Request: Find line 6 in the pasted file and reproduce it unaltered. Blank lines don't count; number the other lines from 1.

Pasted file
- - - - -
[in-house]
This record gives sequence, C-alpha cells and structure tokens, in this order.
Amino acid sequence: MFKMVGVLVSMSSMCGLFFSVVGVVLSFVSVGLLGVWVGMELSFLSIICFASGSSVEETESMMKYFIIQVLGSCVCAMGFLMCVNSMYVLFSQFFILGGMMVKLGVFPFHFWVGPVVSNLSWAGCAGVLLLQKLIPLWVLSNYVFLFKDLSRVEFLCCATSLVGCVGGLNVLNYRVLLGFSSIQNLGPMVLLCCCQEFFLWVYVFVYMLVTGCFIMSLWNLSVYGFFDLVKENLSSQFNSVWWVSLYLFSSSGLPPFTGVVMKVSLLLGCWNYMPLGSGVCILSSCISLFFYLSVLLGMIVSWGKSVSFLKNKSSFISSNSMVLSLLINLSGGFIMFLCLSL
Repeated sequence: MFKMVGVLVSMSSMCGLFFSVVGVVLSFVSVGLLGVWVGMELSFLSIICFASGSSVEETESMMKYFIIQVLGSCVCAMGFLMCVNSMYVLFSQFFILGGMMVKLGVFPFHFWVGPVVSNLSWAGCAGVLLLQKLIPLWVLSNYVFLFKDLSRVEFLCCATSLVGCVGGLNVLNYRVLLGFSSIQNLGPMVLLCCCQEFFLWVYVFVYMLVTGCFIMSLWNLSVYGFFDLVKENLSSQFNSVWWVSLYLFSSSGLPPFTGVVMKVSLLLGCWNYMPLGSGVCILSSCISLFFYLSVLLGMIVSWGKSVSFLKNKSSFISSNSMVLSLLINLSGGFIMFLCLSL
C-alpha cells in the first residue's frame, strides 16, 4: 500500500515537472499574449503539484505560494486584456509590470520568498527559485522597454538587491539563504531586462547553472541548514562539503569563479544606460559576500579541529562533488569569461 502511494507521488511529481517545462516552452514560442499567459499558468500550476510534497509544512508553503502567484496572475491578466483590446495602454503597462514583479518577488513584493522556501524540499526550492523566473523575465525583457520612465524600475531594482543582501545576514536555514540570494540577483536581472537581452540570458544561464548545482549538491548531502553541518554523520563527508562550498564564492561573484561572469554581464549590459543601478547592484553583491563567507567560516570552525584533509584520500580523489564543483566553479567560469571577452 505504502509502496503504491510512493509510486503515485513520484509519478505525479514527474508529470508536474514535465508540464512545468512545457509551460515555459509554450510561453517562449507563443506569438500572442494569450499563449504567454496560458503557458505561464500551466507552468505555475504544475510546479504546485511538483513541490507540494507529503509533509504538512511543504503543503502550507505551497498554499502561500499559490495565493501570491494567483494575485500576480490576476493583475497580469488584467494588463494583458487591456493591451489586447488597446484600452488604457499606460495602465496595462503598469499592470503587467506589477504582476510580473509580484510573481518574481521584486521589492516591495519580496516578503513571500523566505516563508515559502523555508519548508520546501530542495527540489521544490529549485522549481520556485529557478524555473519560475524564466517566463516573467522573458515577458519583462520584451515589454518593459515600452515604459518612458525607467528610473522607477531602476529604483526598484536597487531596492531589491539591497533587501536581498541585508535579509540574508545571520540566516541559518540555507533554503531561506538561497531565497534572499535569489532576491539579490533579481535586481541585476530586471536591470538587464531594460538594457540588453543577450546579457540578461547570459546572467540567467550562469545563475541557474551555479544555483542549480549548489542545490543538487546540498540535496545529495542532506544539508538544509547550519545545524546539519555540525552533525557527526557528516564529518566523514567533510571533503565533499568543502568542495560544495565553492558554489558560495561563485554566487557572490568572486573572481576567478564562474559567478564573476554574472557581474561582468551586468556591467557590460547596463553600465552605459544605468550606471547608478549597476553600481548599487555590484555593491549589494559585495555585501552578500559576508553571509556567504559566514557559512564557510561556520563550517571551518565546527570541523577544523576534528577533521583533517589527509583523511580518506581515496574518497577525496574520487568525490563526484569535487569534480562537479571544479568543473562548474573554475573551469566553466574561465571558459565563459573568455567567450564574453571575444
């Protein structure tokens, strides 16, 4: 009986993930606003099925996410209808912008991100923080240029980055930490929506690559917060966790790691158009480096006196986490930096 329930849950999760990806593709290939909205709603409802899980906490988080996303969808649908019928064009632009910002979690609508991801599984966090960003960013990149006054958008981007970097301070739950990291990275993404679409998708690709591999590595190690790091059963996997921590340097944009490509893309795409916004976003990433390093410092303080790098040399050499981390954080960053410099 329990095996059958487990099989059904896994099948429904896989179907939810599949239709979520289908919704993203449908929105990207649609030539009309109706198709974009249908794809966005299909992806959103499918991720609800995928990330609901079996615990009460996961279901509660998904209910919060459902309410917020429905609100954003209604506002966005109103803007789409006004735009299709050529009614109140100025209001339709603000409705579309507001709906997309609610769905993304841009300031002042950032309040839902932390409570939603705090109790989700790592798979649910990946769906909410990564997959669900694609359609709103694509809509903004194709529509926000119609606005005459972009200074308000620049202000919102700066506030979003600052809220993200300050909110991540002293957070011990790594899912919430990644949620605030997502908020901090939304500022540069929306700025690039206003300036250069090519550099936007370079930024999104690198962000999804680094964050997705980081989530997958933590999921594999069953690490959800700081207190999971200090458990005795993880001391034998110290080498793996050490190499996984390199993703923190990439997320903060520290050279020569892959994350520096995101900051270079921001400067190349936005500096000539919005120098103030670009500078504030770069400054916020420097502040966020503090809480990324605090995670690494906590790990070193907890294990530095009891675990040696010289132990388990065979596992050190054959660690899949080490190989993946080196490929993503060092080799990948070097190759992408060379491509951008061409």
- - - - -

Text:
């Protein structure tokens, strides 16, 4: 009986993930606003099925996410209808912008991100923080240029980055930490929506690559917060966790790691158009480096006196986490930096 329930849950999760990806593709290939909205709603409802899980906490988080996303969808649908019928064009632009910002979690609508991801599984966090960003960013990149006054958008981007970097301070739950990291990275993404679409998708690709591999590595190690790091059963996997921590340097944009490509893309795409916004976003990433390093410092303080790098040399050499981390954080960053410099 329990095996059958487990099989059904896994099948429904896989179907939810599949239709979520289908919704993203449908929105990207649609030539009309109706198709974009249908794809966005299909992806959103499918991720609800995928990330609901079996615990009460996961279901509660998904209910919060459902309410917020429905609100954003209604506002966005109103803007789409006004735009299709050529009614109140100025209001339709603000409705579309507001709906997309609610769905993304841009300031002042950032309040839902932390409570939603705090109790989700790592798979649910990946769906909410990564997959669900694609359609709103694509809509903004194709529509926000119609606005005459972009200074308000620049202000919102700066506030979003600052809220993200300050909110991540002293957070011990790594899912919430990644949620605030997502908020901090939304500022540069929306700025690039206003300036250069090519550099936007370079930024999104690198962000999804680094964050997705980081989530997958933590999921594999069953690490959800700081207190999971200090458990005795993880001391034998110290080498793996050490190499996984390199993703923190990439997320903060520290050279020569892959994350520096995101900051270079921001400067190349936005500096000539919005120098103030670009500078504030770069400054916020420097502040966020503090809480990324605090995670690494906590790990070193907890294990530095009891675990040696010289132990388990065979596992050190054959660690899949080490190989993946080196490929993503060092080799990948070097190759992408060379491509951008061409």